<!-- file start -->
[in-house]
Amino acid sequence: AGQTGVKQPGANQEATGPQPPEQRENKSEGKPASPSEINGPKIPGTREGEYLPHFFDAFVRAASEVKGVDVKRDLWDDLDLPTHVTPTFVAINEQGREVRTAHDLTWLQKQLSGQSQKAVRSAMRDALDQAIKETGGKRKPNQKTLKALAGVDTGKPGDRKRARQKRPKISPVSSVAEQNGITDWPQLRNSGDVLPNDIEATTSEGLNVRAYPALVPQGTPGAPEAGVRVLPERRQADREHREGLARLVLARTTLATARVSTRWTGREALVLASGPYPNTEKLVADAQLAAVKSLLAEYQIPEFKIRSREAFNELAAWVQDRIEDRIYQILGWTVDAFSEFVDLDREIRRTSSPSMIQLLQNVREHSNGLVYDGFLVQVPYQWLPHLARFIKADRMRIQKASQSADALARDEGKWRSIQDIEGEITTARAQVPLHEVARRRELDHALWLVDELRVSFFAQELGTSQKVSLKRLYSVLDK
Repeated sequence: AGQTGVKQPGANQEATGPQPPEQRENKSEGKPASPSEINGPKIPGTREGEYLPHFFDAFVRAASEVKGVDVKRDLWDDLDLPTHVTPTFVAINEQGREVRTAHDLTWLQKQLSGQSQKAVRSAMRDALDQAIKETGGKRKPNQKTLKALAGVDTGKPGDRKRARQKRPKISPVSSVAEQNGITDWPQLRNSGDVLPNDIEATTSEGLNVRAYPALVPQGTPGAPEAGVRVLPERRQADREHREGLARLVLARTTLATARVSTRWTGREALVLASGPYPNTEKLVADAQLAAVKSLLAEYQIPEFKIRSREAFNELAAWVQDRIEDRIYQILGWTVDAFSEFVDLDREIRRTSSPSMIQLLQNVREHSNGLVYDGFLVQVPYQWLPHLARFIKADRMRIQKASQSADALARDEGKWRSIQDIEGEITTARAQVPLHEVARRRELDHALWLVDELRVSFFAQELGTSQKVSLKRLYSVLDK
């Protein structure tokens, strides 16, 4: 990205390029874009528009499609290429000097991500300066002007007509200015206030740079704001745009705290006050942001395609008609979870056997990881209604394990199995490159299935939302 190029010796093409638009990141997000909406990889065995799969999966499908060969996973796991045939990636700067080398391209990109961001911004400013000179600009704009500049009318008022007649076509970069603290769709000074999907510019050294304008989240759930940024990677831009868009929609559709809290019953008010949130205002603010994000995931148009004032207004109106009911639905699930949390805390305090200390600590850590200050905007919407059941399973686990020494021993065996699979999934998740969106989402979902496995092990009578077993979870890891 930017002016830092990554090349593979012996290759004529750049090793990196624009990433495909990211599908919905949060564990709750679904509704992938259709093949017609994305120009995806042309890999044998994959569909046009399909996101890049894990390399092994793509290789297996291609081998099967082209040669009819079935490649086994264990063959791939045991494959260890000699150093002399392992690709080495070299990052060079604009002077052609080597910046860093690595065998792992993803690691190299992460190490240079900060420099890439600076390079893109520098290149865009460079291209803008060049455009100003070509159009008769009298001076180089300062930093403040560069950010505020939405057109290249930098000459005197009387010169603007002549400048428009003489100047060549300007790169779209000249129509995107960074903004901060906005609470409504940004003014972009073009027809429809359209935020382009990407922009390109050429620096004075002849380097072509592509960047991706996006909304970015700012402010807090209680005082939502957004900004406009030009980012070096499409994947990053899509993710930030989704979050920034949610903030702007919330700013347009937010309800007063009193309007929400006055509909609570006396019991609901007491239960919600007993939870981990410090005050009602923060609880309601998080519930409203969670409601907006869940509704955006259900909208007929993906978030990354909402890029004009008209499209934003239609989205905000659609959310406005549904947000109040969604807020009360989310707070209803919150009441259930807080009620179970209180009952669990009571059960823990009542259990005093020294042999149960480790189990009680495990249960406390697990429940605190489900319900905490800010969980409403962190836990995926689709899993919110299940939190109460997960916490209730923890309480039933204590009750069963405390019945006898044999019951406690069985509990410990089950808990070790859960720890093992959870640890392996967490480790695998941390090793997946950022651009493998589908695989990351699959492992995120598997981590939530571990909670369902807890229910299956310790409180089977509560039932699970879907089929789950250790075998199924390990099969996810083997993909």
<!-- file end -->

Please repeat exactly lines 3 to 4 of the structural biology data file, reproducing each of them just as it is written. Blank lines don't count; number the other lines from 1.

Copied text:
Repeated sequence: AGQTGVKQPGANQEATGPQPPEQRENKSEGKPASPSEINGPKIPGTREGEYLPHFFDAFVRAASEVKGVDVKRDLWDDLDLPTHVTPTFVAINEQGREVRTAHDLTWLQKQLSGQSQKAVRSAMRDALDQAIKETGGKRKPNQKTLKALAGVDTGKPGDRKRARQKRPKISPVSSVAEQNGITDWPQLRNSGDVLPNDIEATTSEGLNVRAYPALVPQGTPGAPEAGVRVLPERRQADREHREGLARLVLARTTLATARVSTRWTGREALVLASGPYPNTEKLVADAQLAAVKSLLAEYQIPEFKIRSREAFNELAAWVQDRIEDRIYQILGWTVDAFSEFVDLDREIRRTSSPSMIQLLQNVREHSNGLVYDGFLVQVPYQWLPHLARFIKADRMRIQKASQSADALARDEGKWRSIQDIEGEITTARAQVPLHEVARRRELDHALWLVDELRVSFFAQELGTSQKVSLKRLYSVLDK
């Protein structure tokens, strides 16, 4: 990205390029874009528009499609290429000097991500300066002007007509200015206030740079704001745009705290006050942001395609008609979870056997990881209604394990199995490159299935939302 190029010796093409638009990141997000909406990889065995799969999966499908060969996973796991045939990636700067080398391209990109961001911004400013000179600009704009500049009318008022007649076509970069603290769709000074999907510019050294304008989240759930940024990677831009868009929609559709809290019953008010949130205002603010994000995931148009004032207004109106009911639905699930949390805390305090200390600590850590200050905007919407059941399973686990020494021993065996699979999934998740969106989402979902496995092990009578077993979870890891 930017002016830092990554090349593979012996290759004529750049090793990196624009990433495909990211599908919905949060564990709750679904509704992938259709093949017609994305120009995806042309890999044998994959569909046009399909996101890049894990390399092994793509290789297996291609081998099967082209040669009819079935490649086994264990063959791939045991494959260890000699150093002399392992690709080495070299990052060079604009002077052609080597910046860093690595065998792992993803690691190299992460190490240079900060420099890439600076390079893109520098290149865009460079291209803008060049455009100003070509159009008769009298001076180089300062930093403040560069950010505020939405057109290249930098000459005197009387010169603007002549400048428009003489100047060549300007790169779209000249129509995107960074903004901060906005609470409504940004003014972009073009027809429809359209935020382009990407922009390109050429620096004075002849380097072509592509960047991706996006909304970015700012402010807090209680005082939502957004900004406009030009980012070096499409994947990053899509993710930030989704979050920034949610903030702007919330700013347009937010309800007063009193309007929400006055509909609570006396019991609901007491239960919600007993939870981990410090005050009602923060609880309601998080519930409203969670409601907006869940509704955006259900909208007929993906978030990354909402890029004009008209499209934003239609989205905000659609959310406005549904947000109040969604807020009360989310707070209803919150009441259930807080009620179970209180009952669990009571059960823990009542259990005093020294042999149960480790189990009680495990249960406390697990429940605190489900319900905490800010969980409403962190836990995926689709899993919110299940939190109460997960916490209730923890309480039933204590009750069963405390019945006898044999019951406690069985509990410990089950808990070790859960720890093992959870640890392996967490480790695998941390090793997946950022651009493998589908695989990351699959492992995120598997981590939530571990909670369902807890229910299956310790409180089977509560039932699970879907089929789950250790075998199924390990099969996810083997993909």